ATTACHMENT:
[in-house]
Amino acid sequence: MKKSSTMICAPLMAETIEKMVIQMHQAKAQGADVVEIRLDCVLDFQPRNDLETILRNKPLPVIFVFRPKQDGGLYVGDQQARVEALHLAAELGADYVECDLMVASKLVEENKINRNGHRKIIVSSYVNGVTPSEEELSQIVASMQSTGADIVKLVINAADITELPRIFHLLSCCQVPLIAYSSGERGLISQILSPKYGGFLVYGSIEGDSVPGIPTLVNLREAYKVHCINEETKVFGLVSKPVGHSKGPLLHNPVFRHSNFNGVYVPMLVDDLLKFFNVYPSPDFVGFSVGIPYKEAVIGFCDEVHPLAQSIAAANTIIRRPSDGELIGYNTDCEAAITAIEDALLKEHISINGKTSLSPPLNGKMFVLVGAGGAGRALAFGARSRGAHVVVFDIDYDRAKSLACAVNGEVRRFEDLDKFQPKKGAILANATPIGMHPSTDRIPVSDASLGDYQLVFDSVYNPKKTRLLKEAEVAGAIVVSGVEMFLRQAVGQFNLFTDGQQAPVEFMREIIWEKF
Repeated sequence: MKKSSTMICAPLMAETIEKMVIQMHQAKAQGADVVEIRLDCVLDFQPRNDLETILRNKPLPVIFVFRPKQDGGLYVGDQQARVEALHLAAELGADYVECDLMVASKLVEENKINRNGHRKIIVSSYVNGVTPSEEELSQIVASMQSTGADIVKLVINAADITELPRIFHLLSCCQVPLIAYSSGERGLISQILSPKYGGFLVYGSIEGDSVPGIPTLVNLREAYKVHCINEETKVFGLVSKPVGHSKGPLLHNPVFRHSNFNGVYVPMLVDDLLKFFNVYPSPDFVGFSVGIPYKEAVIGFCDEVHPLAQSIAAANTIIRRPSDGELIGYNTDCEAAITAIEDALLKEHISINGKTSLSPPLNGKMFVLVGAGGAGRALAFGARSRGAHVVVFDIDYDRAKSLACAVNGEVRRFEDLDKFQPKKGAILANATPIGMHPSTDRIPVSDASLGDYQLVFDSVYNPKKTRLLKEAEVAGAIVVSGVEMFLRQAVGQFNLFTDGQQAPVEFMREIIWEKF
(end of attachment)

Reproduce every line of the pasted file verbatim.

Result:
[in-house]
Amino acid sequence: MKKSSTMICAPLMAETIEKMVIQMHQAKAQGADVVEIRLDCVLDFQPRNDLETILRNKPLPVIFVFRPKQDGGLYVGDQQARVEALHLAAELGADYVECDLMVASKLVEENKINRNGHRKIIVSSYVNGVTPSEEELSQIVASMQSTGADIVKLVINAADITELPRIFHLLSCCQVPLIAYSSGERGLISQILSPKYGGFLVYGSIEGDSVPGIPTLVNLREAYKVHCINEETKVFGLVSKPVGHSKGPLLHNPVFRHSNFNGVYVPMLVDDLLKFFNVYPSPDFVGFSVGIPYKEAVIGFCDEVHPLAQSIAAANTIIRRPSDGELIGYNTDCEAAITAIEDALLKEHISINGKTSLSPPLNGKMFVLVGAGGAGRALAFGARSRGAHVVVFDIDYDRAKSLACAVNGEVRRFEDLDKFQPKKGAILANATPIGMHPSTDRIPVSDASLGDYQLVFDSVYNPKKTRLLKEAEVAGAIVVSGVEMFLRQAVGQFNLFTDGQQAPVEFMREIIWEKF
Repeated sequence: MKKSSTMICAPLMAETIEKMVIQMHQAKAQGADVVEIRLDCVLDFQPRNDLETILRNKPLPVIFVFRPKQDGGLYVGDQQARVEALHLAAELGADYVECDLMVASKLVEENKINRNGHRKIIVSSYVNGVTPSEEELSQIVASMQSTGADIVKLVINAADITELPRIFHLLSCCQVPLIAYSSGERGLISQILSPKYGGFLVYGSIEGDSVPGIPTLVNLREAYKVHCINEETKVFGLVSKPVGHSKGPLLHNPVFRHSNFNGVYVPMLVDDLLKFFNVYPSPDFVGFSVGIPYKEAVIGFCDEVHPLAQSIAAANTIIRRPSDGELIGYNTDCEAAITAIEDALLKEHISINGKTSLSPPLNGKMFVLVGAGGAGRALAFGARSRGAHVVVFDIDYDRAKSLACAVNGEVRRFEDLDKFQPKKGAILANATPIGMHPSTDRIPVSDASLGDYQLVFDSVYNPKKTRLLKEAEVAGAIVVSGVEMFLRQAVGQFNLFTDGQQAPVEFMREIIWEKF